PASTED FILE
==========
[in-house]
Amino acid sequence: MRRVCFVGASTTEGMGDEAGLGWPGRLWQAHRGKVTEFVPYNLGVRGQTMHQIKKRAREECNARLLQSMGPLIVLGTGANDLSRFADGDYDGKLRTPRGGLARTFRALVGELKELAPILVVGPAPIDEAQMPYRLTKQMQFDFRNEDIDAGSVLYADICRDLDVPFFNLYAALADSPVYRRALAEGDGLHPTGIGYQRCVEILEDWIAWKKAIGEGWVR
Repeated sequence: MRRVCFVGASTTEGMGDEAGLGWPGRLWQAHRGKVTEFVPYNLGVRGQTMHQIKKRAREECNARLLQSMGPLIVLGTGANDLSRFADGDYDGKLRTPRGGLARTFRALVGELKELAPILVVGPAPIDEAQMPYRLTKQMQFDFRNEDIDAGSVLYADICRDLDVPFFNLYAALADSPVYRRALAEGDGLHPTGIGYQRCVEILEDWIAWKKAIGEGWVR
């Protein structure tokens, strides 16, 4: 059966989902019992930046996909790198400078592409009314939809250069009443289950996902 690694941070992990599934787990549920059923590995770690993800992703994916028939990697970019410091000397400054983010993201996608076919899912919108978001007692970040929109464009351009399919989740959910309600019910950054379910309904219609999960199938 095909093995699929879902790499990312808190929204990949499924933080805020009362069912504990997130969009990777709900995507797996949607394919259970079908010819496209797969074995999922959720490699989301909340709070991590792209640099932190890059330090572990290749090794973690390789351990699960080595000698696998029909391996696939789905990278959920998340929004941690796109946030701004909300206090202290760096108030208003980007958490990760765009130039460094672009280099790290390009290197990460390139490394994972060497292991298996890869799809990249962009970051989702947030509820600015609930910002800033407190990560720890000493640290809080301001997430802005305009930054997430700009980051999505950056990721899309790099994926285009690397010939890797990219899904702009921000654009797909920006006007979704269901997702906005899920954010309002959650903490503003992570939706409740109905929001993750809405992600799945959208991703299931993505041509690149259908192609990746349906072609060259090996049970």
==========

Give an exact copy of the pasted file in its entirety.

[in-house]
Amino acid sequence: MRRVCFVGASTTEGMGDEAGLGWPGRLWQAHRGKVTEFVPYNLGVRGQTMHQIKKRAREECNARLLQSMGPLIVLGTGANDLSRFADGDYDGKLRTPRGGLARTFRALVGELKELAPILVVGPAPIDEAQMPYRLTKQMQFDFRNEDIDAGSVLYADICRDLDVPFFNLYAALADSPVYRRALAEGDGLHPTGIGYQRCVEILEDWIAWKKAIGEGWVR
Repeated sequence: MRRVCFVGASTTEGMGDEAGLGWPGRLWQAHRGKVTEFVPYNLGVRGQTMHQIKKRAREECNARLLQSMGPLIVLGTGANDLSRFADGDYDGKLRTPRGGLARTFRALVGELKELAPILVVGPAPIDEAQMPYRLTKQMQFDFRNEDIDAGSVLYADICRDLDVPFFNLYAALADSPVYRRALAEGDGLHPTGIGYQRCVEILEDWIAWKKAIGEGWVR
């Protein structure tokens, strides 16, 4: 059966989902019992930046996909790198400078592409009314939809250069009443289950996902 690694941070992990599934787990549920059923590995770690993800992703994916028939990697970019410091000397400054983010993201996608076919899912919108978001007692970040929109464009351009399919989740959910309600019910950054379910309904219609999960199938 095909093995699929879902790499990312808190929204990949499924933080805020009362069912504990997130969009990777709900995507797996949607394919259970079908010819496209797969074995999922959720490699989301909340709070991590792209640099932190890059330090572990290749090794973690390789351990699960080595000698696998029909391996696939789905990278959920998340929004941690796109946030701004909300206090202290760096108030208003980007958490990760765009130039460094672009280099790290390009290197990460390139490394994972060497292991298996890869799809990249962009970051989702947030509820600015609930910002800033407190990560720890000493640290809080301001997430802005305009930054997430700009980051999505950056990721899309790099994926285009690397010939890797990219899904702009921000654009797909920006006007979704269901997702906005899920954010309002959650903490503003992570939706409740109905929001993750809405992600799945959208991703299931993505041509690149259908192609990746349906072609060259090996049970």